Science and Technology

Dangers and questions of the Zuckerberg era

This year the Worldwide Web is thirty years old. For the first time since 1435, a citizen from Brazil could exchange their views and information with another in Finland. The Internet, the communications infrastructure for the Web is a little…

UN report calls for “radical transformations” to avert global climate catastrophe

By Bryan Dyne The United Nations Environment Program issued its tenth Emissions Gap Report yesterday, which highlighted the stark failure of the 2015 Paris Agreement to curb global greenhouse gas emissions and halt global warming. Even if countries hold themselves to their…

Climate Change Is Breaking Open America’s Nuclear Tombs in Marshall Islands and Johnston Island

By James Albertini | Malu ‘Aina Center for Non-violent Education & Action 14 Nov 2019 – The Marshall Islands say that plutonium is leaking into the Pacific Ocean from the concrete dome the U.S. built to dispose of its nuclear waste. …

Climate crisis: 11,000 scientists foresee untold human suffering

by Countercurrents Collective Governments are failing to address the climate crisis, says a new study, which is based on 40 years of data on a range of measures. Another team said: Paris carbon-cutting pledges are “too little, too late”. The…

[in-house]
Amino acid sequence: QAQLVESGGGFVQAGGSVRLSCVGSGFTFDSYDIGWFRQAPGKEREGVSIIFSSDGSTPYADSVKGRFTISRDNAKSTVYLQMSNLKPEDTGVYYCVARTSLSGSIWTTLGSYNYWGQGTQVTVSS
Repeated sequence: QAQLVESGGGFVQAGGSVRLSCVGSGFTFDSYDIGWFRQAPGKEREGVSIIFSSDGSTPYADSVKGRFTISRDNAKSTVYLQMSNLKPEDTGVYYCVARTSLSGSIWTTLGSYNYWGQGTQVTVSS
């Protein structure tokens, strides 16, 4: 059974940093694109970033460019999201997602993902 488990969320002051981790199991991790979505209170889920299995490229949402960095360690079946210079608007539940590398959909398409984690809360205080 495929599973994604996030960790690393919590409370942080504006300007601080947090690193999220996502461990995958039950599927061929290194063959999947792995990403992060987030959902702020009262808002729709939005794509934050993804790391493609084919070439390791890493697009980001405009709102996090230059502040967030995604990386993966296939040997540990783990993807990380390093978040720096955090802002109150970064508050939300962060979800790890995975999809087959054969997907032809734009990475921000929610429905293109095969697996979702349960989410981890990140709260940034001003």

Eighth Fair of Nonviolent Initiatives was held in Quito

In the framework of Nonviolent October, this morning and afternoon was held in Cumandá Parque Urbano, in the city of Quito, the 8th Fair of Nonviolent Initiatives. Hundreds of people visited stands and participated in recreational activities, sensory, with pets,…

Lives at risk if wireless technology demands are not held in check: UN weather watchdog

Amid growing competition for radio wave space due to new wireless technologies, the World Meteorological Organization (WMO) on Thursday called on governments to protect radio frequencies allocated to potentially life-saving weather forecasting services. Earth observation services vital to weather forecasts and long-term climate…

Why don’t more women win science Nobels?

Mary K. Feeney, Arizona State University for The Conversation All of the 2019 Nobel Prizes in science were awarded to men. That’s a return to business as usual, after biochemical engineer Frances Arnold won in 2018, for chemistry, and Donna…

Turing Test: why it still matters

Harry Collins, Cardiff University for The Conversation We’re entering the age of artificial intelligence. And as AI programs gets better and better at acting like humans, we will increasingly be faced with the question of whether there’s really anything that…

The fightback against Facebook is getting stronger

Leighton Andrews, Cardiff University for The Conversation Facebook leader Mark Zuckerberg recently took the unusual step of visiting lawmakers in Washington, including President Donald Trump in the White House. The reason? Congress’s anti-trust sub-committee has started demanding documents from Facebook…

Artificial Intelligence used for mass surveillance in 75 countries

By Steven Feldstein A new report from The Carnegie Endowment for International Peace finds that at least 75 countries are using facial recognition and other forms of artificial intelligence in order to surveil massive numbers of people. A growing number of…

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